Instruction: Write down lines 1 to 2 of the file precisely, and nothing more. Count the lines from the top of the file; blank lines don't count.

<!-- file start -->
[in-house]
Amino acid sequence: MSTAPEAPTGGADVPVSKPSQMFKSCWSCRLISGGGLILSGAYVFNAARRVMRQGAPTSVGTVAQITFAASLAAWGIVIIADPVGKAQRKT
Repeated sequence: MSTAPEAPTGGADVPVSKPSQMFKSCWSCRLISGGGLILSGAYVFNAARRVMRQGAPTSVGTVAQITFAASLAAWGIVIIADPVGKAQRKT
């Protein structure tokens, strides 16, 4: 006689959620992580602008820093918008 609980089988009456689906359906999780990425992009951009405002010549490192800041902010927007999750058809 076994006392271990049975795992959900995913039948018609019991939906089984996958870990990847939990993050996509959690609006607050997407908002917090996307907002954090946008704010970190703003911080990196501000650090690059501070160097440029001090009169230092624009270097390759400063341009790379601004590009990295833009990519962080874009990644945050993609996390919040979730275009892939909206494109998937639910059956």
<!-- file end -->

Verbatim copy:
[in-house]
Amino acid sequence: MSTAPEAPTGGADVPVSKPSQMFKSCWSCRLISGGGLILSGAYVFNAARRVMRQGAPTSVGTVAQITFAASLAAWGIVIIADPVGKAQRKT